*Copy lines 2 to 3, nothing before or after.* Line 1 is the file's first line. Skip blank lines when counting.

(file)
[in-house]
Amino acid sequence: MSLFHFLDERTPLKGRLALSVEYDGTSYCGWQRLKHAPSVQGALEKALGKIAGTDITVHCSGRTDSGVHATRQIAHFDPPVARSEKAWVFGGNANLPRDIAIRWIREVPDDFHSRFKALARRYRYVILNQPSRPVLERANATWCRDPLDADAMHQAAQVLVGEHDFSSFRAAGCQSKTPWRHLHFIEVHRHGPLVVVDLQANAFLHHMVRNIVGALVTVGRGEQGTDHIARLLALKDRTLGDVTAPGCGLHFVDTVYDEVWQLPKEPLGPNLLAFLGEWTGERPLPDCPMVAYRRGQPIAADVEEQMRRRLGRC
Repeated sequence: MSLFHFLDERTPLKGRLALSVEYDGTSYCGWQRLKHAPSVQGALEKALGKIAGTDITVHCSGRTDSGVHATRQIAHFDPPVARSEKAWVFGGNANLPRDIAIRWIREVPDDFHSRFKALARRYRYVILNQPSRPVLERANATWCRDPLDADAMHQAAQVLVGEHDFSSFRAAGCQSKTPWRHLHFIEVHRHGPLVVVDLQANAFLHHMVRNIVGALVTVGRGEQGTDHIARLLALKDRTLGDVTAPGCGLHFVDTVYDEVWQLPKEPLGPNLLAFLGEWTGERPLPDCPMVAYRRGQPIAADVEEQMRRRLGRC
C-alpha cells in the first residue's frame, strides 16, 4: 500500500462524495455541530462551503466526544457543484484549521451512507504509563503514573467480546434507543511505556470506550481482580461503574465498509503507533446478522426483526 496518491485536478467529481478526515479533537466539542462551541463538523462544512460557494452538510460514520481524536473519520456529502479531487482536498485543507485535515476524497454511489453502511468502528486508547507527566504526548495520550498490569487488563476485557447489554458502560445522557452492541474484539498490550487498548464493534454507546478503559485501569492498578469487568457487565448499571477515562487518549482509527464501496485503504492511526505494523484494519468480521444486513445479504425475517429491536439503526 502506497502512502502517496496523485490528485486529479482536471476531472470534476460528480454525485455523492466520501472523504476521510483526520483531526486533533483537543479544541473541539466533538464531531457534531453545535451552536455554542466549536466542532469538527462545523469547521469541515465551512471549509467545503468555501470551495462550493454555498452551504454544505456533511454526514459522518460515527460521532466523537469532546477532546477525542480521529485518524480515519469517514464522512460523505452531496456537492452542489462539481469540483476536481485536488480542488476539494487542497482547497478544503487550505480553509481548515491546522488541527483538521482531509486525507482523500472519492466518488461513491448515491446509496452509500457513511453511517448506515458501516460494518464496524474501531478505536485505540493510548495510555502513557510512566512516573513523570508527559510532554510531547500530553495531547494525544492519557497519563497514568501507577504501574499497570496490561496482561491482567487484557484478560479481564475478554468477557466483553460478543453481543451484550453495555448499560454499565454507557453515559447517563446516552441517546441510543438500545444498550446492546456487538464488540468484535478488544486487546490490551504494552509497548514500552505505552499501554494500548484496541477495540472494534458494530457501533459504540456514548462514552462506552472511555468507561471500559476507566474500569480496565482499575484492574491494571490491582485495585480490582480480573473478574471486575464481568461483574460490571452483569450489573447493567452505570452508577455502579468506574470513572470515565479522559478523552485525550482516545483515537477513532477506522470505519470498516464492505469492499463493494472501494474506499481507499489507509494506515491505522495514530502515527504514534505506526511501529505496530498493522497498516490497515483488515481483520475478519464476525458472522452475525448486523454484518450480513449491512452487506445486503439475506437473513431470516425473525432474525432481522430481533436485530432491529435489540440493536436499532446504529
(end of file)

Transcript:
Amino acid sequence: MSLFHFLDERTPLKGRLALSVEYDGTSYCGWQRLKHAPSVQGALEKALGKIAGTDITVHCSGRTDSGVHATRQIAHFDPPVARSEKAWVFGGNANLPRDIAIRWIREVPDDFHSRFKALARRYRYVILNQPSRPVLERANATWCRDPLDADAMHQAAQVLVGEHDFSSFRAAGCQSKTPWRHLHFIEVHRHGPLVVVDLQANAFLHHMVRNIVGALVTVGRGEQGTDHIARLLALKDRTLGDVTAPGCGLHFVDTVYDEVWQLPKEPLGPNLLAFLGEWTGERPLPDCPMVAYRRGQPIAADVEEQMRRRLGRC
Repeated sequence: MSLFHFLDERTPLKGRLALSVEYDGTSYCGWQRLKHAPSVQGALEKALGKIAGTDITVHCSGRTDSGVHATRQIAHFDPPVARSEKAWVFGGNANLPRDIAIRWIREVPDDFHSRFKALARRYRYVILNQPSRPVLERANATWCRDPLDADAMHQAAQVLVGEHDFSSFRAAGCQSKTPWRHLHFIEVHRHGPLVVVDLQANAFLHHMVRNIVGALVTVGRGEQGTDHIARLLALKDRTLGDVTAPGCGLHFVDTVYDEVWQLPKEPLGPNLLAFLGEWTGERPLPDCPMVAYRRGQPIAADVEEQMRRRLGRC